In the present Blog post, I propose to discuss five pertinent points arising from the commentary that I have noted both in the news media and in broader social media, regarding this particular narrative:

  • I will offer a brief description of the narrative that has been presented thus far, and highlight the shortcomings when we draw conclusions in the absence of facts or information;
  • I will briefly discuss the importance of the role of news media in the political and legal spheres;
  • I will describe the nature of sentencing and its relevance to the discussions and outrage that have arisen;
  • I will specifically comment on the nature of ‘letters of support’ that are offered as part of the sentencing process; and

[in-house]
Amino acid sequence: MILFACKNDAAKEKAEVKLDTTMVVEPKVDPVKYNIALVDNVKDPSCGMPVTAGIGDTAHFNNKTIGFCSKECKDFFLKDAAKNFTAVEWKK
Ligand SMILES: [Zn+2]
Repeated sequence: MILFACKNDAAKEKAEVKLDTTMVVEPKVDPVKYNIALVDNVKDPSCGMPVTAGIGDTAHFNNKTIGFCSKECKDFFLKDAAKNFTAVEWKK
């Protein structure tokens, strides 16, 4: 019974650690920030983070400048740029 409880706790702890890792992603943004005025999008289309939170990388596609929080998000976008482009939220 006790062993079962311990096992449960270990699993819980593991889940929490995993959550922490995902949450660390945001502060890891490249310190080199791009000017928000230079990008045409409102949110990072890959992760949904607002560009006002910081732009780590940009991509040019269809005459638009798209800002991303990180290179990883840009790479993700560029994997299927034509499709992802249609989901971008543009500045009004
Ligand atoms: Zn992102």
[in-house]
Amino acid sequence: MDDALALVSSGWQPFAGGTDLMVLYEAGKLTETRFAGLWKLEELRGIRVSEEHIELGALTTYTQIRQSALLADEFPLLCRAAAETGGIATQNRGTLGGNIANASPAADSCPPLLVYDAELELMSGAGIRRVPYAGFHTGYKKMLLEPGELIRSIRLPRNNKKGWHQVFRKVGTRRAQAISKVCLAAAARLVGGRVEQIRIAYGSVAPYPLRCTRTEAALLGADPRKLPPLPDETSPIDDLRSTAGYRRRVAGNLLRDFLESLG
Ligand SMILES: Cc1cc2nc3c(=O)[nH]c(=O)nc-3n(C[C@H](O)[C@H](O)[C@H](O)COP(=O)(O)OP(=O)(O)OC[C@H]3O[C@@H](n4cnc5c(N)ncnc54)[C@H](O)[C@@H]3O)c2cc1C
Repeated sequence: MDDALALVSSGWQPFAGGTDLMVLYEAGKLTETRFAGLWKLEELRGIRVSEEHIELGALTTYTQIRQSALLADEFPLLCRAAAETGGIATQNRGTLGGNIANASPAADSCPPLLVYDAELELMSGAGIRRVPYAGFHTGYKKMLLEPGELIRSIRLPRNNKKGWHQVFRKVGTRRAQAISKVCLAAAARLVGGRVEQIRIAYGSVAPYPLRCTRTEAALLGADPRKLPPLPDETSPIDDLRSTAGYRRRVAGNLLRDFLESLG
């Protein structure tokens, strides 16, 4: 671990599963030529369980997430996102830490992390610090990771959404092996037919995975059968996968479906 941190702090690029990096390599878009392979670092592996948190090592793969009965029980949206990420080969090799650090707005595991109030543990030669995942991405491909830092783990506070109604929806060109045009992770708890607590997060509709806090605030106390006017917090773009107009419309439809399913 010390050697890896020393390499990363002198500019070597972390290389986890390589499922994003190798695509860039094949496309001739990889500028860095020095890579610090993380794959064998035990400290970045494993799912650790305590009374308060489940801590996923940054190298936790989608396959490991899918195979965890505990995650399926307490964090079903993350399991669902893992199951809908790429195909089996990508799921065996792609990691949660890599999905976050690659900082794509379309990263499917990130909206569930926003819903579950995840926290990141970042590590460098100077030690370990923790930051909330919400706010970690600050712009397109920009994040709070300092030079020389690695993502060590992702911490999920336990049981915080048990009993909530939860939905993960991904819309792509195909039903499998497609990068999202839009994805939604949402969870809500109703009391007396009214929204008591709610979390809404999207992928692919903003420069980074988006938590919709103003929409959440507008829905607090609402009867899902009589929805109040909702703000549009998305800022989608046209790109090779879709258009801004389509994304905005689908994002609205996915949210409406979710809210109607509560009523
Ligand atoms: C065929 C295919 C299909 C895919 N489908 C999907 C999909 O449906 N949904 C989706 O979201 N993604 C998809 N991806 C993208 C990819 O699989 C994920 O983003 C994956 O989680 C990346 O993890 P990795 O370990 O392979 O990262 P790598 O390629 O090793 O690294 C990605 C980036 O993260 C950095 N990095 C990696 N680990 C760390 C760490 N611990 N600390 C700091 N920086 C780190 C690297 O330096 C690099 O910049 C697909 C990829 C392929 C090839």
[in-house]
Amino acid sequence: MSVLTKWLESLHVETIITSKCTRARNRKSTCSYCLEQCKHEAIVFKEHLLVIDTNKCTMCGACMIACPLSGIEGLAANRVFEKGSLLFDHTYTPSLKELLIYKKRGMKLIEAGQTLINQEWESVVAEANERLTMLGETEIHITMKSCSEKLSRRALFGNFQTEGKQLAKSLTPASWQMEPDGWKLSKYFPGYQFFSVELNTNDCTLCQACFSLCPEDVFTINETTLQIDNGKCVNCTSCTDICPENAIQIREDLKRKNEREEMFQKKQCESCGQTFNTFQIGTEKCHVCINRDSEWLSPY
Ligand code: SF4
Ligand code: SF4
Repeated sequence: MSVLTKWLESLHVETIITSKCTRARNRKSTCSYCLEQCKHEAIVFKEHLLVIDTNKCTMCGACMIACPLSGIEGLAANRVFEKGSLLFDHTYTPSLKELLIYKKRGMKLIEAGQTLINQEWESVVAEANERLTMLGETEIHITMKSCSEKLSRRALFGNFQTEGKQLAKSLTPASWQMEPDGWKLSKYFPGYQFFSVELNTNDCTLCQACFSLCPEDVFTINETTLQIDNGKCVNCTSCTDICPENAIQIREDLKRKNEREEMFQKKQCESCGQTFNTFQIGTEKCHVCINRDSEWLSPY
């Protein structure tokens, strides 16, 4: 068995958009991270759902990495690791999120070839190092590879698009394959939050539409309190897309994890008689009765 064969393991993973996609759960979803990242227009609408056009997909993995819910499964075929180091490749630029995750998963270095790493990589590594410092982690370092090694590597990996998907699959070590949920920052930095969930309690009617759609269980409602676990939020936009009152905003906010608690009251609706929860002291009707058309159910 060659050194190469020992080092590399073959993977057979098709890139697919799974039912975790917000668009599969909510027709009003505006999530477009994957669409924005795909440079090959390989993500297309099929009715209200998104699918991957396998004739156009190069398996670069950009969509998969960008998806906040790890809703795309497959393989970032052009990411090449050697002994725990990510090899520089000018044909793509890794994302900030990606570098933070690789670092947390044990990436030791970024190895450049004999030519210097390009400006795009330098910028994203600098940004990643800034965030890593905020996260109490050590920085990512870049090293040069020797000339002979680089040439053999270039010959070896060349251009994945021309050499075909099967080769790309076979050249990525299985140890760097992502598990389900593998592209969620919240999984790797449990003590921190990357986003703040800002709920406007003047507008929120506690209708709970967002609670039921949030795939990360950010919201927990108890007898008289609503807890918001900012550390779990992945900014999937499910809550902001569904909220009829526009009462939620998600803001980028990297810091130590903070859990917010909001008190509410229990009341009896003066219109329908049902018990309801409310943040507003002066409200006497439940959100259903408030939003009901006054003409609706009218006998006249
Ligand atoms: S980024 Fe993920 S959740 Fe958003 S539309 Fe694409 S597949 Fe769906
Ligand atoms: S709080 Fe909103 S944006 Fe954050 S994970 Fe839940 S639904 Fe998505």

• I will comment on the impact that the outrage has had following the initial news reports.



This story first broke on 28 April 2021 by the CBC.[1]

The gist of the narrative offered by the CBC was that former major, Jon Hamilton, had been found guilty in 2017 of six criminal offences, including (as it was characterized in the news report) unlawfully entering the home of the victims, sexually assaulting one of them (Annalise Schamuhn, a retired logistics officer), and, at different times and places, assaulting the other spouse (Kevin Schamuhn).  The news report also mentioned that Hamilton had been a family friend who had known the Schamuhns for several years.

The Schamuhns told Ashley Burke, of the CBC, that they felt betrayed by the fact that senior military officers offered what were characterized as ‘positive character references’ on behalf of Hamilton and they complained that no support was offered to their family.